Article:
Examining the Role of PET Scans in Alzheimer’s Detection

Elderly Man

Alzheimer’s disease is a devastating diagnosis, but identifying the condition early so that treatment can begin may slow the progression of the symptoms. PET scans have become an important part of diagnosing and tracking the disease progression. If you or a loved one has been referred for a PET scan in San Antonio for Alzheimer’s testing, here is what you need to know. alzheimers - scan

What is a PET scan?

Positron emission tomography—or PET—scans are a type of medical imaging test that rely on the use of a radioactive tracer. The tracer is injected before the scan and is absorbed by organs and soft tissue to make them easier to see. PET scans are different from other types of imaging tests because they allow physicians to see metabolic changes on the cellular level that are occurring in tissues. This ability is why PET scans are so commonly used during cancer diagnosis and treatment, as well as Alzheimer’s disease management.

How are PET scans used for Alzheimer’s disease?

If your physician suspects that you have Alzheimer’s disease, then he or she may refer you for a PET scan to see what is happening in your brain. On a PET scan, your physician can see bundles of abnormal cells called plaques that are associated with Alzheimer’s disease. These plaques are often visible before symptoms appear, which allows for earlier diagnosis than ever before. Your doctor may order a PET scan if you have any symptoms of the disease, if your lab tests indicate that you could have Alzheimer’s disease, or if you have a family history of the condition and wish to have some peace of mind.

What are the benefits of PET scans for Alzheimer’s?

The potential for early diagnosis is extremely beneficial for Alzheimer’s patients. The earlier someone with the disease takes medications, the more likely it is that they will be able to delay the progression of symptoms. PET scans are also helping people with dementia who might otherwise be treated for Alzheimer’s but who don’t actually have it get an accurate diagnosis so that they can receive the appropriate treatment.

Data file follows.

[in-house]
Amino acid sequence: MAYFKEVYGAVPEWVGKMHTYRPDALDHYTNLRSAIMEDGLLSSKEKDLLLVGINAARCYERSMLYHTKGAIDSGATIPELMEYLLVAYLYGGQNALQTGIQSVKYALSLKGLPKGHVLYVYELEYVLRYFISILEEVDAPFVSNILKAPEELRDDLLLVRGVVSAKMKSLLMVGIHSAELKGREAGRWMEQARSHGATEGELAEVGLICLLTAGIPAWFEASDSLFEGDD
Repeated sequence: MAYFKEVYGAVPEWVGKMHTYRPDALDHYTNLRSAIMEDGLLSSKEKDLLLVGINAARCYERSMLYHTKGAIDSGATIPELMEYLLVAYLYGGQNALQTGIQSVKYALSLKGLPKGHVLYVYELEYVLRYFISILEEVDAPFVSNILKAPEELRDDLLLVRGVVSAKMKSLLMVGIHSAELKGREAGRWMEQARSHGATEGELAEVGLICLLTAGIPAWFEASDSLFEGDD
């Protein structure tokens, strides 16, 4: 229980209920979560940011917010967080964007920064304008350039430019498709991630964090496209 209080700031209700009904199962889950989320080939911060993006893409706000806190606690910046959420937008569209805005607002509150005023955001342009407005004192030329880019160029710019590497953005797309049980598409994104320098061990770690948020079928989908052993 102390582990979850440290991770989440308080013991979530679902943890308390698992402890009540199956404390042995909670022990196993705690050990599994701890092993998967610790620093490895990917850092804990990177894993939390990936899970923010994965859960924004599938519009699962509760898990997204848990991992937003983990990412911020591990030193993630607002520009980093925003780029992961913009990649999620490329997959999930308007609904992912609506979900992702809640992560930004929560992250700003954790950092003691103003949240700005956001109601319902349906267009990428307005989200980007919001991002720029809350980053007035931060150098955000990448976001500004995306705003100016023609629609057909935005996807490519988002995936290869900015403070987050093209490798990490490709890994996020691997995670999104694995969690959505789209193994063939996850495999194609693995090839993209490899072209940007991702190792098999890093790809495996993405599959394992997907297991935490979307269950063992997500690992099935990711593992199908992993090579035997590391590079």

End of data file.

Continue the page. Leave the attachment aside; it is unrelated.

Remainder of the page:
Demystifying Medical Imaging

Demystifying Medical Imaging

Medical imaging plays an important role in both diagnosing various medical conditions and tracking the effectiveness of treatments. If your physician refers you to an imaging center in San Antonio , this video will help you understand some of the tests you may undergo.

For patients, medical imaging tests are generally painless. Most of them involve very little, if any, preparation. The test your physician requests depends on what structures in the body he or she needs to see. For instance, a CT scan uses X-ray waves to create images and is ideal for getting a detailed look at the bones. MRI imaging uses magnetic fields and radio waves to scan the body and provides clear imaging of soft tissue and organs. The technician performing your test will explain what to expect and will answer any questions you may have.

Why 3D Mammograms Save Lives

Doctor Completing Breast Exam